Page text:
I don’t know how you’ve been feeling, but many folks I’ve been talking to have mentioned anger, outrage and fear. Even those who are happy about one or two things are deeply concerned about other developments. And this holds true for both sides. Listen to Fox News, then listen to MSNBC.  You’ll hear equal doses of horror. The pendulum has been swinging wildly, back and forth, and the world seems madly out of whack.

What can the social benefit sector do to bring things back into balance?

I keep coming back to the Golden Rule. What if none of us ever did anything to anyone else we didn’t want them to do unto us? What if we only treated others as we would want to be treated? It seems so simple. So logical. So in everyone’s best interest.

What is it about the human animal that leads the same people who don’t want government to impose mask or vaccine mandates on them wanting to impose no abortion mandates on others? Or, from the other perspective, those who don’t want government telling them they can’t smoke pot wanting to tell others they can’t carry guns? All of this “I can impose, but you can’t” is nonsense from the perspective of “do unto others.” Yet, we persist.

The only way to make sense of these things is through an understanding of balance. We must strive toward philanthropy (translated as “love of humanity”).

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Proven 1-2-3 to Nonprofit Fundraising Success

L O V E Sign behind a fenceUnderlying this 1-2-3 formula is a need for balance.

It’s obvious. I know you know it. But… do you do it?

I’m here today, just in case you need a little reminder.

  1. The first step is essential for success in anything.
  2. The second step is essential for success in any consumer-facing business.
  3. The third step is essential for success in reaching a fundraising goal.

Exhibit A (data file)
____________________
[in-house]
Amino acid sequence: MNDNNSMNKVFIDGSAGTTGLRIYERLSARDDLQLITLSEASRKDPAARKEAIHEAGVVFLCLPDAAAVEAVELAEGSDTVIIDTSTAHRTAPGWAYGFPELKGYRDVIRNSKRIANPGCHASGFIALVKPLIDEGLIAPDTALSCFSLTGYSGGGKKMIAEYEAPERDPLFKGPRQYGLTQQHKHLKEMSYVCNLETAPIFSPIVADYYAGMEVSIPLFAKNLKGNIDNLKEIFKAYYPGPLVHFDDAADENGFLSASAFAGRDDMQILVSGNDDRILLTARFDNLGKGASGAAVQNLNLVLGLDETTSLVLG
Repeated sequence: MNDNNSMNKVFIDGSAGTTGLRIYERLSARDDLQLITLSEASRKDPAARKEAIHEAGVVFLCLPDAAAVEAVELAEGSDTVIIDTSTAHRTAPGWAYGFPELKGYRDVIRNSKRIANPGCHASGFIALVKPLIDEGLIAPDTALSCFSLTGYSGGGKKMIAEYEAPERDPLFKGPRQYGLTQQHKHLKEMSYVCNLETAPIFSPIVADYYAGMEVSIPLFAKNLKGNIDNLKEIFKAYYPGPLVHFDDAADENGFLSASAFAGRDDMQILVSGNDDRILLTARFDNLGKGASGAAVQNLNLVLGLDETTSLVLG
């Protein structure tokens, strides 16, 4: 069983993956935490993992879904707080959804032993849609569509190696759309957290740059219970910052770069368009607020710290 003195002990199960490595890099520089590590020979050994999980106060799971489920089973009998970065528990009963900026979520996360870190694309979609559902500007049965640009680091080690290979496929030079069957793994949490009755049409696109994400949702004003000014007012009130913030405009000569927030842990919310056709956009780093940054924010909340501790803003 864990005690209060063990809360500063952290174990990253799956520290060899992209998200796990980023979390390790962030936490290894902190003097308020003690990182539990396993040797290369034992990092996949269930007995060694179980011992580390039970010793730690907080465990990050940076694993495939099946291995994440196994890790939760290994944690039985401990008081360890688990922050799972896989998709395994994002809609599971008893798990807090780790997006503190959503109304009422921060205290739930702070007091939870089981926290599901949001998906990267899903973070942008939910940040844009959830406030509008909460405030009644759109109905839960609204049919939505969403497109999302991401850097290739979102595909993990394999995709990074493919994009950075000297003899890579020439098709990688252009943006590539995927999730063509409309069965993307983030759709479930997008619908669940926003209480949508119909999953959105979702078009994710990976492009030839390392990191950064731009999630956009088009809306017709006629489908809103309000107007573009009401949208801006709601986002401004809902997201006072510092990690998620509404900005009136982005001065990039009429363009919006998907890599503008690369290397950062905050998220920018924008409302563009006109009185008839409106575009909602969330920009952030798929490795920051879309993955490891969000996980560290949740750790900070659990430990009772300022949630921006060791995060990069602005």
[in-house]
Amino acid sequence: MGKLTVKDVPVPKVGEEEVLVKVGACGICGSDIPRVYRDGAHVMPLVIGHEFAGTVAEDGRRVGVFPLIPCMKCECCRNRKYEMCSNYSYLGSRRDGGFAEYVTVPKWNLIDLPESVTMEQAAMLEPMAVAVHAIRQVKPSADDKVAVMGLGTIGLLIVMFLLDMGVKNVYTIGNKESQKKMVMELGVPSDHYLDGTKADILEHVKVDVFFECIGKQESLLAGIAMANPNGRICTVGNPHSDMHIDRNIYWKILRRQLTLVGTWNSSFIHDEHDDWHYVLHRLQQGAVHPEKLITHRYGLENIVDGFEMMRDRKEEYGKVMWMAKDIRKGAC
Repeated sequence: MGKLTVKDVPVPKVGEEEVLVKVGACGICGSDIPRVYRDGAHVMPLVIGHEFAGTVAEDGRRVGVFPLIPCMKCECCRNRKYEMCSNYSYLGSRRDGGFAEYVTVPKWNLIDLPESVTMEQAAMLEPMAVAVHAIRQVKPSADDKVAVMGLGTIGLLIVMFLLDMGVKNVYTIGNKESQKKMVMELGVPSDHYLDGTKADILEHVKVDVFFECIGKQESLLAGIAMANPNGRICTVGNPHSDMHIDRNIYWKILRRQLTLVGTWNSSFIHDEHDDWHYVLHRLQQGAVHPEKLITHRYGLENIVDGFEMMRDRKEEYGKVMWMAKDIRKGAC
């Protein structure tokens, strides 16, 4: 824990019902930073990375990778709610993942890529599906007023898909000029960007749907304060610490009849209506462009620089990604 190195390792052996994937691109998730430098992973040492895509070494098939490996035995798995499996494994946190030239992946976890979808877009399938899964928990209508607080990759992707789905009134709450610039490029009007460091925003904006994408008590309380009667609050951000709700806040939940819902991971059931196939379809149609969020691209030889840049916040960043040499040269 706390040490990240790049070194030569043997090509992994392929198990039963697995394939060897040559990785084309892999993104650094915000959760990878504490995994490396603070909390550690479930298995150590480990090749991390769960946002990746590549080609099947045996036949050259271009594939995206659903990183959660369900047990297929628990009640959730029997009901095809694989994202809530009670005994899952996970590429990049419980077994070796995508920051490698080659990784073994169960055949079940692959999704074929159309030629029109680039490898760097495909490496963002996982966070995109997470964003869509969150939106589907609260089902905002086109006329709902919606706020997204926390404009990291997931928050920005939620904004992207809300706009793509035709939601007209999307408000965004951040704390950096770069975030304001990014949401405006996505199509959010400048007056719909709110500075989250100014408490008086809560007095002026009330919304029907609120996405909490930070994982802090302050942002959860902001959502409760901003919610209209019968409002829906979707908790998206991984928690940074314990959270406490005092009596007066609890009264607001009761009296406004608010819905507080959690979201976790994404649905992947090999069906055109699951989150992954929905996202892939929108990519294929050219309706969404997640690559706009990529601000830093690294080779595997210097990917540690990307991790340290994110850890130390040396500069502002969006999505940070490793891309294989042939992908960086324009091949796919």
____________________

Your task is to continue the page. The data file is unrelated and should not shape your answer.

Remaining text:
When the world seems wildly out of balance, it is incumbent on us to begin with centering actions: for ourselves, others, and our mission.

Balancing Trick: You. Donor. Nonprofit.

I’m talking about balancing self-love with donor-love with mission-love.

You can’t help others unless you first take care of yourself.

This is a truism you should carry with you throughout your life, and not just when the oxygen masks come down on an airplane. It’s never been truer than in the times in which we’re currently living, when there are new things about which to worry seemingly daily.

How do you lead the way forward, helping yourself and others navigate through the tough times?

I’d like to suggest you heed this 3-Step Formula to nonprofit fundraising success.

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3 people with marching orders

3 Ridiculously Easy Strategies to Boost Fundraising by 27%

3 people with marching orders I’m excited to share three easy tips with you, and the results are measurable.  Do these things and you’ll be able to tell if they impact your bottom line!

I was inspired to share these ideas with you based on a 2019 study by NextAfter and Kindful looking at how organizations are cultivating donors via email. They found plenty of data-driven ideas that can improve donor retention and boost online fundraising revenue — by as much as 27%!

Think about how much an increase like that could mean for your organization!

That’s right!

Make way…” for these ridiculously easy, revenue-boosting strategies!

If you raised $100,000 last year, you could raise $127,000 – or more – this year.

And that’s without having to apply for a new grant, hold a new fundraising event or even ask for a new major gift or two to reap these rewards.

All you must do is simply pay a little more attention to your follow-through communication with donors.

Did you know most of the top reasons donors give for not renewing their giving have to do with how you do/don’t communicate with them after they make a donation?– or fail to personally, meaningfully and promptly communicate.

Meaningful, regular donor communication can hugely impact your bottom line.